Now that I have completed that list, I obviously need to create a new one. With all of the SOTA summits available in Colorado, I won’t run out of options any time soon.

73, Bob K0NR

The post Twenty Six SOTA Summits appeared first on The KØNR Radio Site.

Bob Witte, KØNR, is a regular contributor to AmateurRadio.com and writes from Colorado, USA. Contact him at [email protected].

More Autumn Antenna Adventures….

…with Arduino.

Last time I showed you how easy it is to hook up a relay to an Arduino MCU. Without some human control, however, it is a pretty useless setup. It needs switches and the switches most used in the Arduino world are momentary push buttons. They are versatile as just by altering some code you can change a momentary switch into a toggle switch or a rotary switch. Nifty! Hooking them up is not quite straightforward, though, because they need either a pull-up resistor or a pull-down resistor. The voltages on Arduinos I/O (input/output) pins alter between two states: 0 and +5 Volt. When an I/O pin is connected to either ground (pulled down, LOW) or +5V (pulled up, HIGH) by shorting a switch, this state is easily read by the Arduino. But when the switch is not shorted the I/O pin “floats” and its state is not certain due to electrical noise; it might be anywhere between 0 and +5V. It’s difficult to tell what the Arduino will read then: either HIGH or LOW, but this is anybody’s guess. To prevent this from happening both ground and +5V are connected to the switch to make sure the I/O pin will see two clear states. To prevent damage due to high currents a 10k resistor is added.

With that out of the way and everything hooked up the fun stuff can begin.
Just like last time we first define what I/O pins we use. Apart from the relayPin we now also have a buttonPin, namely A0. In the setup we now declare that buttonPin is used for INPUT, as we already defined that the relayPin is used as an OUTPUT pin.

The part which the Arduino loops through (over and over) looks a bit more complex now. It features an “if” statement:

if (digitalRead(buttonPin) == HIGH) {
digitalWrite(relayPin, HIGH);

This is not so difficult as it looks. In plain English it reads: “if you read out the buttonPin and it is equal to HIGH, execute the commands that are sandwiched in between { and }“. And the single command is the same as last time: write to the relayPin and make it active, or HIGH.

But what in other cases? That is the next part, which begins with “else“.

else {
digitalWrite(relayPin, LOW);

In all other cases make the relayPin LOW or inactive.

The result of all this you can see in the following short video.

Better, but still not useful enough. Once we release the button our relay also deactivates. A toggle switch is what is needed in this case, so let’s change the code and make it into one.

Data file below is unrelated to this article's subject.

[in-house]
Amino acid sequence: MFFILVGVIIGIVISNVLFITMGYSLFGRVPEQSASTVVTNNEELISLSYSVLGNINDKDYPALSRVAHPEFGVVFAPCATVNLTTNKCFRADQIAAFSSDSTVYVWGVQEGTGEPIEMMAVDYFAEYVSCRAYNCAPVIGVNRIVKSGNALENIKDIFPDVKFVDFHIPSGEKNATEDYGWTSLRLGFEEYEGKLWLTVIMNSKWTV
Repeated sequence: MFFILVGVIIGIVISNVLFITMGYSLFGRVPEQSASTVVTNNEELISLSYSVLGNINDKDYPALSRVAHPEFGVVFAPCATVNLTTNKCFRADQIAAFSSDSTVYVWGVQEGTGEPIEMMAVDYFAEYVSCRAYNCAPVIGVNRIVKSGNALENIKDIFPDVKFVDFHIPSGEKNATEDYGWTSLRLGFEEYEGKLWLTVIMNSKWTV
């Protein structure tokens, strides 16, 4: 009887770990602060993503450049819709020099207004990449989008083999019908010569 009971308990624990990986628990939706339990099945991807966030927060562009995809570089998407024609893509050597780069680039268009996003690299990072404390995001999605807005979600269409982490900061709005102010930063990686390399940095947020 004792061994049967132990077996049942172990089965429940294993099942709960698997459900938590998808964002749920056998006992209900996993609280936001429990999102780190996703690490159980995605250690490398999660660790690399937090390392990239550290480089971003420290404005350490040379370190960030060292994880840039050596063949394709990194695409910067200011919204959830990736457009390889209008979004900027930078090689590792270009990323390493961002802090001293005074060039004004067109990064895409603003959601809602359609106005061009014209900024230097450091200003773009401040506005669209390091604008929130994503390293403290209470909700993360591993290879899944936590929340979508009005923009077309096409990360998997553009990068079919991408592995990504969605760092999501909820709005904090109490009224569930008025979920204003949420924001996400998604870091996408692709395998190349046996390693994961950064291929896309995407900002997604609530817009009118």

And this is where I find joy in working with Arduinos. With just three lines of code I can change the behaviour of a push button. There are loads of examples on the web that use lots more code to achieve the same result, but by being clever it can be done far more efficiently. Discovering this gives me the same kick as working a new DXCC entity, or building a circuit which works the first time. Although it almost wrecks my brain sometimes, the reward makes it all worth it.

Let’s take a quick look at the code. If the Arduino finds that the switch is activated, the buttonPin read HIGH. Only then execute a single command…

digitalWrite(relayPin, !digitalRead(relayPin));

Write to the relayPin and make it the opposite (!) of the state it is in when you read out the relayPin“. So when the relayPin is HIGH, make it LOW and vice versa. The exclamation mark is short for “not” or in this case “the opposite“. Even though we defined that the relayPin is used for OUTPUT, that doesn’t mean you can’t read the status of it. Genius, isn’t it?

To finish it off we add a little delay to prevent button bounce, because this will happen when you use momentary push buttons. (For Arduino purists: I know there are much better ways to combat button bounce – even hardware solutions – but for this article I’d like to keep things as simple as possible: KISS all over).

At the end of the day we now have one problem solved and our switchable loop antenna is one step closer to completion. The next problem: how to tune the loop?

Hans "Fong" van den Boogert, BX2ABT, is a regular contributor to AmateurRadio.com and writes from Taiwan. Contact him at [email protected].

LF Tests From WH2NXD / NI7J

For those of you with an interest in amateur LF work, you may be interested in the upcoming WSPR test  transmissions from Ron, WH2XND / NI7J, located in Phoenix, Arizona.

One of Ron's several experimental licences allows him to run as much as 10W ERP from 68-76 KHz. To generate this amount of ERP at 75 KHz requires a lot of power and I suspect that he will still be well under his licence limitations ... amateur-sized antennas are just not very efficient on these low fequencies.

Previous experiments a few years ago, at lower ERP, produced impressive results, as shown by one of the WSPRnet maps for an overnight session on 75.075 KHz.

Ron used one of the Hans Summers U3S transmitters to generate his LF WSPR signal, amplifying it with a 400W Hafler audio amplifier. This winter's tests will be at 800W, with a W1VD FET amplifier designed for VLF.

Ron's experimental licence also covers 470 - 495 KHz at a whopping 100W ERP and 130 - 140 KHz at 50W ERP ... some serious power.

You may also find Ron's interesting and well-illustrated website description of some experimental antenna work that he has been doing on MF, LF and what it takes to resonate a typical Marconi 'T' on these bands.

MF- LF 'T' Antenna At WH2XND

75 KHz Loading Coils!

Ron has tentatively chosen late November or early December for his 'almost' VLF tests and when the date and frequency are finalized, I will post the information here on the blog.

Steve McDonald, VE7SL, is a regular contributor to AmateurRadio.com and writes from British Columbia, Canada. Contact him at [email protected].